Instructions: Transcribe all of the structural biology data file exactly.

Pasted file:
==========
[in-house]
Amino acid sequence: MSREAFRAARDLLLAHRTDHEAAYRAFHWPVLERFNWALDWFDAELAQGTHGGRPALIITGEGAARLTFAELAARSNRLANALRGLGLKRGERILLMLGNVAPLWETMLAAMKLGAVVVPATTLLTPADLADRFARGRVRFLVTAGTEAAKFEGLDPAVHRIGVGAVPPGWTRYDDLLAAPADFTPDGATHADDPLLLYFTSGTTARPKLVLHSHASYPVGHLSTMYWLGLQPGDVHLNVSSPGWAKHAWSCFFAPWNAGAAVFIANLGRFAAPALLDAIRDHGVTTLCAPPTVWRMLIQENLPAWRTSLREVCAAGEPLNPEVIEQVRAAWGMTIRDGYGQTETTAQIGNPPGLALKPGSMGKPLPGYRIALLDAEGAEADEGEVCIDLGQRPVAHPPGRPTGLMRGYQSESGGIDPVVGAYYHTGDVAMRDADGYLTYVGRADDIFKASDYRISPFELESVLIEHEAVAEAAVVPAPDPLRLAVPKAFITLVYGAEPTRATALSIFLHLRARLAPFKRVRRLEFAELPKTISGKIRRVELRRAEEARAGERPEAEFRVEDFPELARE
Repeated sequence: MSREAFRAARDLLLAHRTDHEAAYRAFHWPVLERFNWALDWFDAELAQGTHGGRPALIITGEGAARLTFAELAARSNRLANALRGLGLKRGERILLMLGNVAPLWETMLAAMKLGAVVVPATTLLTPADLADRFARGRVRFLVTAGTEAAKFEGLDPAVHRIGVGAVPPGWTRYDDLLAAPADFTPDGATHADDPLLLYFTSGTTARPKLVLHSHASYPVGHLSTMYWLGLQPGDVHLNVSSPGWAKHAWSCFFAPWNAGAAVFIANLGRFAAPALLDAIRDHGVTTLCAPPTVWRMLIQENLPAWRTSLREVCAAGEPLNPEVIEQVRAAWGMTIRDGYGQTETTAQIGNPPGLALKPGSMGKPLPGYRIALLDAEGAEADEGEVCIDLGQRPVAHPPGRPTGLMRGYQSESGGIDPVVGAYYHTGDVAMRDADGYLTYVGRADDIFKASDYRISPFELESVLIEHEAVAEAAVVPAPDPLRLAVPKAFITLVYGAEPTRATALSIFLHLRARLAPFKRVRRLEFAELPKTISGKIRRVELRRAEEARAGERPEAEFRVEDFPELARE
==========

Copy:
[in-house]
Amino acid sequence: MSREAFRAARDLLLAHRTDHEAAYRAFHWPVLERFNWALDWFDAELAQGTHGGRPALIITGEGAARLTFAELAARSNRLANALRGLGLKRGERILLMLGNVAPLWETMLAAMKLGAVVVPATTLLTPADLADRFARGRVRFLVTAGTEAAKFEGLDPAVHRIGVGAVPPGWTRYDDLLAAPADFTPDGATHADDPLLLYFTSGTTARPKLVLHSHASYPVGHLSTMYWLGLQPGDVHLNVSSPGWAKHAWSCFFAPWNAGAAVFIANLGRFAAPALLDAIRDHGVTTLCAPPTVWRMLIQENLPAWRTSLREVCAAGEPLNPEVIEQVRAAWGMTIRDGYGQTETTAQIGNPPGLALKPGSMGKPLPGYRIALLDAEGAEADEGEVCIDLGQRPVAHPPGRPTGLMRGYQSESGGIDPVVGAYYHTGDVAMRDADGYLTYVGRADDIFKASDYRISPFELESVLIEHEAVAEAAVVPAPDPLRLAVPKAFITLVYGAEPTRATALSIFLHLRARLAPFKRVRRLEFAELPKTISGKIRRVELRRAEEARAGERPEAEFRVEDFPELARE
Repeated sequence: MSREAFRAARDLLLAHRTDHEAAYRAFHWPVLERFNWALDWFDAELAQGTHGGRPALIITGEGAARLTFAELAARSNRLANALRGLGLKRGERILLMLGNVAPLWETMLAAMKLGAVVVPATTLLTPADLADRFARGRVRFLVTAGTEAAKFEGLDPAVHRIGVGAVPPGWTRYDDLLAAPADFTPDGATHADDPLLLYFTSGTTARPKLVLHSHASYPVGHLSTMYWLGLQPGDVHLNVSSPGWAKHAWSCFFAPWNAGAAVFIANLGRFAAPALLDAIRDHGVTTLCAPPTVWRMLIQENLPAWRTSLREVCAAGEPLNPEVIEQVRAAWGMTIRDGYGQTETTAQIGNPPGLALKPGSMGKPLPGYRIALLDAEGAEADEGEVCIDLGQRPVAHPPGRPTGLMRGYQSESGGIDPVVGAYYHTGDVAMRDADGYLTYVGRADDIFKASDYRISPFELESVLIEHEAVAEAAVVPAPDPLRLAVPKAFITLVYGAEPTRATALSIFLHLRARLAPFKRVRRLEFAELPKTISGKIRRVELRRAEEARAGERPEAEFRVEDFPELARE